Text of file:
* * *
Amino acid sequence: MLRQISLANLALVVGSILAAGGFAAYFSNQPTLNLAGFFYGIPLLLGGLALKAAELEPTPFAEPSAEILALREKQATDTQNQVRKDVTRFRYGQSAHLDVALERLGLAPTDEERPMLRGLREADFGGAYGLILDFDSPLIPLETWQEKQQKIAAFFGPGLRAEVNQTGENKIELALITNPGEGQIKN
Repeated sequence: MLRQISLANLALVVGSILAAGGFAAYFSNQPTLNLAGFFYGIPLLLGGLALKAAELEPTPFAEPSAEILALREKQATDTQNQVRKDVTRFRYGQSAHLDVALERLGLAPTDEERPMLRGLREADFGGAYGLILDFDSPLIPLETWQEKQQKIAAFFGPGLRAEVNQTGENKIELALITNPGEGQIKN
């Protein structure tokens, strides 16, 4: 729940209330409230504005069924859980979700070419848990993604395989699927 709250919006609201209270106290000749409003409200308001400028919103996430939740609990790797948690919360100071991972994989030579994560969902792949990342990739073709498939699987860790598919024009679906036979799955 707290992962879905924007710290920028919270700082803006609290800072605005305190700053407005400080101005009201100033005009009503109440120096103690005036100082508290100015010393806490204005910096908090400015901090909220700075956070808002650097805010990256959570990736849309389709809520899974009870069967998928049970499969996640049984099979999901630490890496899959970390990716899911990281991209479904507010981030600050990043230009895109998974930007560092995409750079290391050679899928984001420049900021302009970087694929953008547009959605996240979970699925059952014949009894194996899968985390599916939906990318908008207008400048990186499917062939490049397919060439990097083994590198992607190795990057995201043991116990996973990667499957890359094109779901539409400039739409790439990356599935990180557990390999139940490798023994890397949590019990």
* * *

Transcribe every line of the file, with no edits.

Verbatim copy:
Amino acid sequence: MLRQISLANLALVVGSILAAGGFAAYFSNQPTLNLAGFFYGIPLLLGGLALKAAELEPTPFAEPSAEILALREKQATDTQNQVRKDVTRFRYGQSAHLDVALERLGLAPTDEERPMLRGLREADFGGAYGLILDFDSPLIPLETWQEKQQKIAAFFGPGLRAEVNQTGENKIELALITNPGEGQIKN
Repeated sequence: MLRQISLANLALVVGSILAAGGFAAYFSNQPTLNLAGFFYGIPLLLGGLALKAAELEPTPFAEPSAEILALREKQATDTQNQVRKDVTRFRYGQSAHLDVALERLGLAPTDEERPMLRGLREADFGGAYGLILDFDSPLIPLETWQEKQQKIAAFFGPGLRAEVNQTGENKIELALITNPGEGQIKN
């Protein structure tokens, strides 16, 4: 729940209330409230504005069924859980979700070419848990993604395989699927 709250919006609201209270106290000749409003409200308001400028919103996430939740609990790797948690919360100071991972994989030579994560969902792949990342990739073709498939699987860790598919024009679906036979799955 707290992962879905924007710290920028919270700082803006609290800072605005305190700053407005400080101005009201100033005009009503109440120096103690005036100082508290100015010393806490204005910096908090400015901090909220700075956070808002650097805010990256959570990736849309389709809520899974009870069967998928049970499969996640049984099979999901630490890496899959970390990716899911990281991209479904507010981030600050990043230009895109998974930007560092995409750079290391050679899928984001420049900021302009970087694929953008547009959605996240979970699925059952014949009894194996899968985390599916939906990318908008207008400048990186499917062939490049397919060439990097083994590198992607190795990057995201043991116990996973990667499957890359094109779901539409400039739409790439990356599935990180557990390999139940490798023994890397949590019990």